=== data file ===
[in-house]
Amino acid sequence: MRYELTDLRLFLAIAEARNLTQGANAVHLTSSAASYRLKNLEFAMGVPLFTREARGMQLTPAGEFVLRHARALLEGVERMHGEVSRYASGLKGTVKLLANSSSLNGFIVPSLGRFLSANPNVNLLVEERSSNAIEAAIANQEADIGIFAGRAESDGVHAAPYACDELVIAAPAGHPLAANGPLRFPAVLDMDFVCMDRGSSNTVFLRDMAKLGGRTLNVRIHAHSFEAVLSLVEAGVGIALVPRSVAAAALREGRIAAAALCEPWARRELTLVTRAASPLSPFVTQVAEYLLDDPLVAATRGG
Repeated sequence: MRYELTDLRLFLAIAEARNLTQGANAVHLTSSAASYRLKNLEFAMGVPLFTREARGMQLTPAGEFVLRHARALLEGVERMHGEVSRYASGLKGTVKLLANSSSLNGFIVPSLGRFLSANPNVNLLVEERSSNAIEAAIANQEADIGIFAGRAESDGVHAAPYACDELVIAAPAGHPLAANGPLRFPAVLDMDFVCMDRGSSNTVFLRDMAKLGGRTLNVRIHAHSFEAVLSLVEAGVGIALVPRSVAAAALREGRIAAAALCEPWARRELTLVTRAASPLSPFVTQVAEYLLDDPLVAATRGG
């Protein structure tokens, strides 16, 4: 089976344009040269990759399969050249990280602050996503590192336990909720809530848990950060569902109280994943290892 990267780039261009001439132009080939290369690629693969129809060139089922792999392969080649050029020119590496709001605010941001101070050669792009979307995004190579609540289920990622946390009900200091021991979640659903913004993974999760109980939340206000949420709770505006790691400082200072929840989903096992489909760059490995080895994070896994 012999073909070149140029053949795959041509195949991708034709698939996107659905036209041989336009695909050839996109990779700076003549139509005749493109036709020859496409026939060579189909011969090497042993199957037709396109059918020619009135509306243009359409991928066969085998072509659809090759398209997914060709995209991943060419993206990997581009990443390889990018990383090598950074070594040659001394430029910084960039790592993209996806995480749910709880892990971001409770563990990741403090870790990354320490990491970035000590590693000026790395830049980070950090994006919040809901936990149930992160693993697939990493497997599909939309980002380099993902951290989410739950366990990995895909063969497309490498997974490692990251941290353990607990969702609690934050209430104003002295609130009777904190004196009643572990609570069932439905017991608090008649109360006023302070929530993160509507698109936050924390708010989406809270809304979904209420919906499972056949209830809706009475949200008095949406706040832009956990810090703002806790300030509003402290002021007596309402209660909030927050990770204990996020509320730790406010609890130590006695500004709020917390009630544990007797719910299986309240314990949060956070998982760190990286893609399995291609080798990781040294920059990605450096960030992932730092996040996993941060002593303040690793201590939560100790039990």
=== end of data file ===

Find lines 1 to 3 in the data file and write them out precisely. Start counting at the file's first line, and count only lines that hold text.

[in-house]
Amino acid sequence: MRYELTDLRLFLAIAEARNLTQGANAVHLTSSAASYRLKNLEFAMGVPLFTREARGMQLTPAGEFVLRHARALLEGVERMHGEVSRYASGLKGTVKLLANSSSLNGFIVPSLGRFLSANPNVNLLVEERSSNAIEAAIANQEADIGIFAGRAESDGVHAAPYACDELVIAAPAGHPLAANGPLRFPAVLDMDFVCMDRGSSNTVFLRDMAKLGGRTLNVRIHAHSFEAVLSLVEAGVGIALVPRSVAAAALREGRIAAAALCEPWARRELTLVTRAASPLSPFVTQVAEYLLDDPLVAATRGG
Repeated sequence: MRYELTDLRLFLAIAEARNLTQGANAVHLTSSAASYRLKNLEFAMGVPLFTREARGMQLTPAGEFVLRHARALLEGVERMHGEVSRYASGLKGTVKLLANSSSLNGFIVPSLGRFLSANPNVNLLVEERSSNAIEAAIANQEADIGIFAGRAESDGVHAAPYACDELVIAAPAGHPLAANGPLRFPAVLDMDFVCMDRGSSNTVFLRDMAKLGGRTLNVRIHAHSFEAVLSLVEAGVGIALVPRSVAAAALREGRIAAAALCEPWARRELTLVTRAASPLSPFVTQVAEYLLDDPLVAATRGG